Print and Paper Play a Key Role in Learning and Literacy

By permission of Two Sides Facts

When you think about learning, typically you envision students at their desks putting pencil to paper, or listening to a teacher in the front of the classroom. However, today there are a variety of tools that support learning and literacy.

Around the world at an increasingly rapid pace, new classroom learning methods and tools, including digital technology, are being adopted.

Interestingly, current research reports that there are learning and retention limitations to engaging digital technology in the classroom and as a studying tool when compared to pencil and paper.

Two Sides has compiled some eye-opening facts about learning and literacy that demonstrate why print, paper and pencil remain highly effective learning tools. From handwriting, to reading, to comprehension and retention—print, paper and handwriting deliver proven benefits and continue to play an essential role in education and development.

The Facts

reading under a tree

  • “Having a wide range of writing skills – from the basic production of letters, shapes and numbers to quality handwriting – has been positively linked to academic performance.”1

  • “…students who read texts in print scored significantly better on the reading comprehension test than students who read the texts digitally.”2

  • [Two Sides Summary] For young children, the development of handwriting is a complex task requiring the coordination of several cognitive, motoric and neuromotor processes and recent evidence suggests that writing by hand in the early years supports the development of reading skills.3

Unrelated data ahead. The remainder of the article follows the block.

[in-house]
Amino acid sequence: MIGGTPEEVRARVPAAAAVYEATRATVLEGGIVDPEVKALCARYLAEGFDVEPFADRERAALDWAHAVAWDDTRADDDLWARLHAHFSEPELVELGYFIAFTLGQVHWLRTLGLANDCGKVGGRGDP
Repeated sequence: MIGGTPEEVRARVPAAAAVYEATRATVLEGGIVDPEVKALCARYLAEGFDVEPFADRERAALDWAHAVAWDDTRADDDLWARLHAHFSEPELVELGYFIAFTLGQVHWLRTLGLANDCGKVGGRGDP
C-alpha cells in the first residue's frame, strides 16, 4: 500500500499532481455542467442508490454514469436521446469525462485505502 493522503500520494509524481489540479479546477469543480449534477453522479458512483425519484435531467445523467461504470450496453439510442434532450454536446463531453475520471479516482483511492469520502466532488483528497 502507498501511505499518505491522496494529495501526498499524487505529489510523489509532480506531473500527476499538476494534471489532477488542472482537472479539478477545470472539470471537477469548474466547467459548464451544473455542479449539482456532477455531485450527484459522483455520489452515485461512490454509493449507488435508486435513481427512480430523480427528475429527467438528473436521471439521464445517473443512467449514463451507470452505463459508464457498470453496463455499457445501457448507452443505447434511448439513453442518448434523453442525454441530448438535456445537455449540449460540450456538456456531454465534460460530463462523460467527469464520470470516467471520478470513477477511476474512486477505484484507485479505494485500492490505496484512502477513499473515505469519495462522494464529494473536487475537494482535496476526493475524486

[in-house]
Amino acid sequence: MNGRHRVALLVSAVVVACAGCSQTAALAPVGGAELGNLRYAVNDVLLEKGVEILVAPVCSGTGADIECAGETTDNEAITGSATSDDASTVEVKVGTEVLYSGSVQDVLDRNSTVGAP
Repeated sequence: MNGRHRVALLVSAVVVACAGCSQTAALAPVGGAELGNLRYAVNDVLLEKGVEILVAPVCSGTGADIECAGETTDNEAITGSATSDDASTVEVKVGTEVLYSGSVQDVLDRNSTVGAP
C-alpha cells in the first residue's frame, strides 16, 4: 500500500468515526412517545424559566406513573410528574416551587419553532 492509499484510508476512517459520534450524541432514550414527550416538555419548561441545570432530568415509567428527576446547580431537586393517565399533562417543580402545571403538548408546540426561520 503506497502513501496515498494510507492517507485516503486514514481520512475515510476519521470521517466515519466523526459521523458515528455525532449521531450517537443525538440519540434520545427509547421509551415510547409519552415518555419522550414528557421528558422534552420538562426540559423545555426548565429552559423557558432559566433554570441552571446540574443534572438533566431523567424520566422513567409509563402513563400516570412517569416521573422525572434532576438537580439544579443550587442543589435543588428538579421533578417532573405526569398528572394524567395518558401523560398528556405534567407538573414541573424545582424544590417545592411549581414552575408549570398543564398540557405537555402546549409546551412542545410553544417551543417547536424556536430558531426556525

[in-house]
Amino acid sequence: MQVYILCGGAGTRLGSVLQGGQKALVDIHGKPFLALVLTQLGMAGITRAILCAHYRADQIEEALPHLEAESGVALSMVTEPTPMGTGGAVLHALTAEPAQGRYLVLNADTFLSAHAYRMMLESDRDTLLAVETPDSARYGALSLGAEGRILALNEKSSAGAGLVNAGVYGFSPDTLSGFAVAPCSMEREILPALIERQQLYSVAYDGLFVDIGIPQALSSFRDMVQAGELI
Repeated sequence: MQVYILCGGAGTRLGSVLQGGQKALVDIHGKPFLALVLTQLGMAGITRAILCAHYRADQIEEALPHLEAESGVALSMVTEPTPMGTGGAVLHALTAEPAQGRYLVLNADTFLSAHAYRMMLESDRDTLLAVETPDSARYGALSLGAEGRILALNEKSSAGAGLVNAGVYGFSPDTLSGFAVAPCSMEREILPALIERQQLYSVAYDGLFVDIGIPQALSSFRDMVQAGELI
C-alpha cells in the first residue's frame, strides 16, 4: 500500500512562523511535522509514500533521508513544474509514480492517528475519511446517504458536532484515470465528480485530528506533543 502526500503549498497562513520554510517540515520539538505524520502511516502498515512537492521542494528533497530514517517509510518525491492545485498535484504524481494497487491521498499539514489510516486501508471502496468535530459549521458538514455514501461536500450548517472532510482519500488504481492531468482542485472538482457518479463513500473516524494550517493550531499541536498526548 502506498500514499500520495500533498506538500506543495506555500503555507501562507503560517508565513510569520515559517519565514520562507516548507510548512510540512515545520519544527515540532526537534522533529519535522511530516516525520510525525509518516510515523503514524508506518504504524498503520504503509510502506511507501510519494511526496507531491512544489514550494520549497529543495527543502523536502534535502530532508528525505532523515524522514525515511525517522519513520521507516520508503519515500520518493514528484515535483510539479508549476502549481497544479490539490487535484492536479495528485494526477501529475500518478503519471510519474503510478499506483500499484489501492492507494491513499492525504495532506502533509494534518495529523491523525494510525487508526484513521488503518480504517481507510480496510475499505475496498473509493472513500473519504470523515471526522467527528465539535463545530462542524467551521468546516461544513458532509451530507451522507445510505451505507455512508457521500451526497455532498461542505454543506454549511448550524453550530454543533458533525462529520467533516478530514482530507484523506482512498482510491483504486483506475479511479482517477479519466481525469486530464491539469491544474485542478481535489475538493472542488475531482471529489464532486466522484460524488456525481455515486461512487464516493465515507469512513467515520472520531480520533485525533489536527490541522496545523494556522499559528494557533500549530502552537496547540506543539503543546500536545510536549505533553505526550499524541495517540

• “Fine motor writing skills in preschool were consistently stronger predictors of reading and math achievement than fine motor manipulation tasks.”4

  • “Elementary students who write by hand are found to write more quickly, produced longer pieces, and wrote more complete sentences than those who do not and handwriting strengthens fine motor skills in young students.”5

  • “When children composed text by hand, they not only consistently produced more words more quickly than they did on a keyboard, but expressed more ideas. And brain imaging in the oldest subjects suggested that the connection between writing and idea generation went even further. When these children were asked to come up with ideas for a composition, the ones with better handwriting exhibited greater neural activation in areas associated with working memory — and increased overall activation in the reading and writing networks.”6